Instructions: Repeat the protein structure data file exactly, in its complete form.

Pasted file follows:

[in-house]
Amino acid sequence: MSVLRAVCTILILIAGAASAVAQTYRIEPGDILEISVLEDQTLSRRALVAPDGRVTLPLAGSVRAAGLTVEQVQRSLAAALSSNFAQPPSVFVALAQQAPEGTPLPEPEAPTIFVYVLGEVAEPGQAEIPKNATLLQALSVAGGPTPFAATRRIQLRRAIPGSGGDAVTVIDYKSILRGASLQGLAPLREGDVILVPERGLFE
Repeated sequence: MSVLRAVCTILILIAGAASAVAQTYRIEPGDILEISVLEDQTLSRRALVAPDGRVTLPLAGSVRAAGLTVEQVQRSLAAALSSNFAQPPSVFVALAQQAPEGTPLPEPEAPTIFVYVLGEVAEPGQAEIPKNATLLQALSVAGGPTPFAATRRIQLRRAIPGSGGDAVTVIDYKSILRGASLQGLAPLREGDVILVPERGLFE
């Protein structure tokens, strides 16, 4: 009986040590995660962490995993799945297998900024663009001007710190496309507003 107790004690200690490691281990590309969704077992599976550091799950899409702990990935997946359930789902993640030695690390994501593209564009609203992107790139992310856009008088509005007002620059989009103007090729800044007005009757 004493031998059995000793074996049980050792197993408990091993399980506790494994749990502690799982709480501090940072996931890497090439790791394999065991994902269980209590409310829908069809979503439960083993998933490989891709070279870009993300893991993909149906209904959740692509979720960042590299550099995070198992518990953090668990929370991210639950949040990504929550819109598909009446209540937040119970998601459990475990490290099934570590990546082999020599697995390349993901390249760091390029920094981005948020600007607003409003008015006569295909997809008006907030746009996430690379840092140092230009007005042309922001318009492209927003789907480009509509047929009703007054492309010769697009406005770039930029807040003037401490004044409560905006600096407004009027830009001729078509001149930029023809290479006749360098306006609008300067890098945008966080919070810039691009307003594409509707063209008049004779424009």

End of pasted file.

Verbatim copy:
[in-house]
Amino acid sequence: MSVLRAVCTILILIAGAASAVAQTYRIEPGDILEISVLEDQTLSRRALVAPDGRVTLPLAGSVRAAGLTVEQVQRSLAAALSSNFAQPPSVFVALAQQAPEGTPLPEPEAPTIFVYVLGEVAEPGQAEIPKNATLLQALSVAGGPTPFAATRRIQLRRAIPGSGGDAVTVIDYKSILRGASLQGLAPLREGDVILVPERGLFE
Repeated sequence: MSVLRAVCTILILIAGAASAVAQTYRIEPGDILEISVLEDQTLSRRALVAPDGRVTLPLAGSVRAAGLTVEQVQRSLAAALSSNFAQPPSVFVALAQQAPEGTPLPEPEAPTIFVYVLGEVAEPGQAEIPKNATLLQALSVAGGPTPFAATRRIQLRRAIPGSGGDAVTVIDYKSILRGASLQGLAPLREGDVILVPERGLFE
């Protein structure tokens, strides 16, 4: 009986040590995660962490995993799945297998900024663009001007710190496309507003 107790004690200690490691281990590309969704077992599976550091799950899409702990990935997946359930789902993640030695690390994501593209564009609203992107790139992310856009008088509005007002620059989009103007090729800044007005009757 004493031998059995000793074996049980050792197993408990091993399980506790494994749990502690799982709480501090940072996931890497090439790791394999065991994902269980209590409310829908069809979503439960083993998933490989891709070279870009993300893991993909149906209904959740692509979720960042590299550099995070198992518990953090668990929370991210639950949040990504929550819109598909009446209540937040119970998601459990475990490290099934570590990546082999020599697995390349993901390249760091390029920094981005948020600007607003409003008015006569295909997809008006907030746009996430690379840092140092230009007005042309922001318009492209927003789907480009509509047929009703007054492309010769697009406005770039930029807040003037401490004044409560905006600096407004009027830009001729078509001149930029023809290479006749360098306006609008300067890098945008966080919070810039691009307003594409509707063209008049004779424009």